Celebrate Bisexuality Day

Local writer, advocate works to raise awareness about bisexuality

By Laura Latzko, Sept. 11, 2014.

Author A.J. Walkley

Author A.J. Walkley

A Phoenix-based blogger and novelist is using Celebrate Bisexuality Day as a platform to bring visibility to bisexual issues and people in Arizona and beyond.

A.J. Walkley, BiNet USA boardmember and bisexual activist and advocate, has been working to raise awareness about bisexuality through dialogue around Bisexual Awareness Week, during which Celebrate Bisexuality Day takes place.

Celebrate Bisexuality Day — also known as Bi Visibility Day, CBD and Bisexual Pride Day — was started by a trio of activists in 1999 and is observed Sept. 23.

According to Walkley, who participated in a roundtable on bisexual issues at the White House last year, Celebrate Bisexuality Day is important because of the need to give attention to bisexual issues and bring bisexual people together on local and national levels.

“The fact that the White House held a roundtable is an historic event because our community has been so ignored and truly invisible for so long,” she said. “To have that type of stage to start a national conversation about the issues surrounding bisexuality, from healthcare to domestic issues, it is important that this conversation has now begun.”

Walkley said issues such as bullying, discrimination, myths of promiscuity and domestic violence affect members of the bisexual community at greater rates than other members of the LGBT and straight communities.

Each year the event becomes more widespread, thanks to social media and BiNet USA’s partnership with organizations such as GLAAD, the Bisexual Resource Center, BiRequest and the Center for Culture, Sexuality and Spirituality.

GLAAD Media Strategist Alexandra Bolles said during the week, bisexual individuals and supporters have chance to share their stories and pictures, giving voice and a face to bisexual issues and identities.

The segment of the community who identifies with more fluid identities such as “bisexual” or “pansexual” is often misrepresented and underrepresented, Bolles said, especially in the media.

“It is a great opportunity to bring attention to those people who are in the LGBT community but don’t identify as gay or lesbian,” Bolles said. “A major issue in the bi community is proving that bi people exist and have feelings and can’t be defined by other people.”

In recent years, the coverage of bisexual people and issues has increased, with social media campaigns, such as The Advocate’s #27BiStories and the Twitter-based hashtag #whatbilookslike.

This year, on Celebrate Bisexuality Day, the Human Rights Campaign will release “Supporting and Caring for Our Bisexual Youth,” a report that looks at the experiences and needs of bisexual youth, based on responses from 4,000 participants.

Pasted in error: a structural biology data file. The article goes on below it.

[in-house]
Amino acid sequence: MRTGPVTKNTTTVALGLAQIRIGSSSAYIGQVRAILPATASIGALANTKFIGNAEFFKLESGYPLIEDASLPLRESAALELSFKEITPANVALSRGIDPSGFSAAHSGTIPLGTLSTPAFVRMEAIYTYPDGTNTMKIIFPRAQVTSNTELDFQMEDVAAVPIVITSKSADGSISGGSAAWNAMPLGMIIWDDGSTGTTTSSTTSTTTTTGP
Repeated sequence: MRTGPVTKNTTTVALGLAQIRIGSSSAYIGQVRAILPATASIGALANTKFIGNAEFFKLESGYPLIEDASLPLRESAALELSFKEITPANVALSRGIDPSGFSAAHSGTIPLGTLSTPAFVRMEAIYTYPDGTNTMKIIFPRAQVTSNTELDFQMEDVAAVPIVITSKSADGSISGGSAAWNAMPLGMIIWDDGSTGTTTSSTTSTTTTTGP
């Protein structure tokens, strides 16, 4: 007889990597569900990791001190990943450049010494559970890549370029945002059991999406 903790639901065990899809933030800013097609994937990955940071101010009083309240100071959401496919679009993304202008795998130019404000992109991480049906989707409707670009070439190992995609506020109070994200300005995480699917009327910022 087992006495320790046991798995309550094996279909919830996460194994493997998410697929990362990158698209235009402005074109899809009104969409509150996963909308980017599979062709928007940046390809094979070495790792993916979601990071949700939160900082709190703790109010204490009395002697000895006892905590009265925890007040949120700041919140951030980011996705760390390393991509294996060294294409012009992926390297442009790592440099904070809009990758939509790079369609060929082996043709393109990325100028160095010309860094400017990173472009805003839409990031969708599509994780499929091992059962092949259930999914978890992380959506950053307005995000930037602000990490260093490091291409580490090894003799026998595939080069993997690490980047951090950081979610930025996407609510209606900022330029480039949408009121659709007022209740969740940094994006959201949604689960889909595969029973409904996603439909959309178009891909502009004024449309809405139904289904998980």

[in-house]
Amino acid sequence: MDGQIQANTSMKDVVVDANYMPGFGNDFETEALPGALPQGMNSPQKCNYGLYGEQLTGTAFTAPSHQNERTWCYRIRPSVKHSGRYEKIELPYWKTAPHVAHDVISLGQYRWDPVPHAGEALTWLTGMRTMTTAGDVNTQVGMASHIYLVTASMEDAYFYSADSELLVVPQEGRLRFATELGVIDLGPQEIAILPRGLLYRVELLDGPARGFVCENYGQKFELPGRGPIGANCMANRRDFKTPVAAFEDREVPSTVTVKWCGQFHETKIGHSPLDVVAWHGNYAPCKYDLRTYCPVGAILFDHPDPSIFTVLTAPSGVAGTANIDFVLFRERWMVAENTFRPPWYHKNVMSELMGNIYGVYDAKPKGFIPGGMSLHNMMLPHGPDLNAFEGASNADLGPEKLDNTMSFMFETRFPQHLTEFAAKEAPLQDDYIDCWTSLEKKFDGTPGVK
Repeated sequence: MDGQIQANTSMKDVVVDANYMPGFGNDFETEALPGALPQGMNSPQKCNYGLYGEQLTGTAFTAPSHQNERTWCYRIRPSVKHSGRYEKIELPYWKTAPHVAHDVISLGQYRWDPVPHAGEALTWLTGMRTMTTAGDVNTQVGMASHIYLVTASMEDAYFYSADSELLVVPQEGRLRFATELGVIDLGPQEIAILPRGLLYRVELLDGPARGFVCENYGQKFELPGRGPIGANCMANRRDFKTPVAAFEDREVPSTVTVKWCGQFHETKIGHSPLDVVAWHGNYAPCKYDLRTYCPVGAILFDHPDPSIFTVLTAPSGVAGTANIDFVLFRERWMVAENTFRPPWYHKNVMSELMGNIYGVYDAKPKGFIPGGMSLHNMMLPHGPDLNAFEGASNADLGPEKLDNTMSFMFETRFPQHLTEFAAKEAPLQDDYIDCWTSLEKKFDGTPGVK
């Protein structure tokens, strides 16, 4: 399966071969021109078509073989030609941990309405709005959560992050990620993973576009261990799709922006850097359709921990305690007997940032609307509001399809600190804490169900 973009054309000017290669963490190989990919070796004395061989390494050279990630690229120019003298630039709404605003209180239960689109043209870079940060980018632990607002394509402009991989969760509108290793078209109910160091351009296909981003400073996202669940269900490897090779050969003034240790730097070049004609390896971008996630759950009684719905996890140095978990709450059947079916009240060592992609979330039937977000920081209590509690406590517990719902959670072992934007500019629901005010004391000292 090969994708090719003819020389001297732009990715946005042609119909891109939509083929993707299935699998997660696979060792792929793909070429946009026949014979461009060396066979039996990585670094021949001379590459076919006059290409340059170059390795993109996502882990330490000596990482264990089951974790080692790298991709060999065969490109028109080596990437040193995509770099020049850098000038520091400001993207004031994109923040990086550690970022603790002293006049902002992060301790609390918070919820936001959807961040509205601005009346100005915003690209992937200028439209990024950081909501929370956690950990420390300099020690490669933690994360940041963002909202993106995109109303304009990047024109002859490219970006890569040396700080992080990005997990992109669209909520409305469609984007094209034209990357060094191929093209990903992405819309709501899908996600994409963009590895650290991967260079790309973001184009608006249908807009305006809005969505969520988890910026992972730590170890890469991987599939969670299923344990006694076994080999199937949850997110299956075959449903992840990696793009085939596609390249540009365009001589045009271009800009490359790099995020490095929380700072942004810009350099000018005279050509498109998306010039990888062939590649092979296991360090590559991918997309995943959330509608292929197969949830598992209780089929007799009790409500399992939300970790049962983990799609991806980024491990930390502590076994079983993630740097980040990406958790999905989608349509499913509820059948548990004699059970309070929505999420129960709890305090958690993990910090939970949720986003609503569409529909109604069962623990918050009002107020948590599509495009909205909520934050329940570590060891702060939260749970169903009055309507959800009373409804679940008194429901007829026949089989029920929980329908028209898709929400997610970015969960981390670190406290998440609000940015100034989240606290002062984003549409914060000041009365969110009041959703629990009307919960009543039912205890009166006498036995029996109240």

“Not only will people hear about a lot of the negative statistics surrounding bisexuals in terms of the higher rates of sexual assault, domestic violence, bullying, but also the really positive stories of love and acceptance from bisexuals and their loved ones as well,” Walkley said.

In her regular Huffington Post blog, Walkley has discussed the media’s representation of transgender and bisexual people, the different stigmas for male and females who identify as bisexual as well as her own coming out process.

“I came out when I was in college, and I never had any qualms about being vocal about it until I moved here,” Walkley said. “Now there are certain spaces where I do fear a little how people are going to perceive me and whether or not their prejudices will come forward in some way.”

As a result, Walkley has dedicated herself to being a spokesperson and establishing a bisexual community locally.

“I’m trying so hard to get other people to come out and be visible but at the same time, I can understand their fears and their concerns, and I wouldn’t want to put anyone in harm’s way,” Walkley said. “It’s such a personal decision to be out and to be vocal about it.”

She also hopes her work encourages other bisexual people to be out and vocal about their personal experiences.

“Having a day to not only stand up for ourselves individually and be proud of who we are but to see how many people out there around us are also bisexual, to really feel that we are not alone, is important,” she said.

For more information on Celebrate Bisexuality Day, visit september23.bi.org. 


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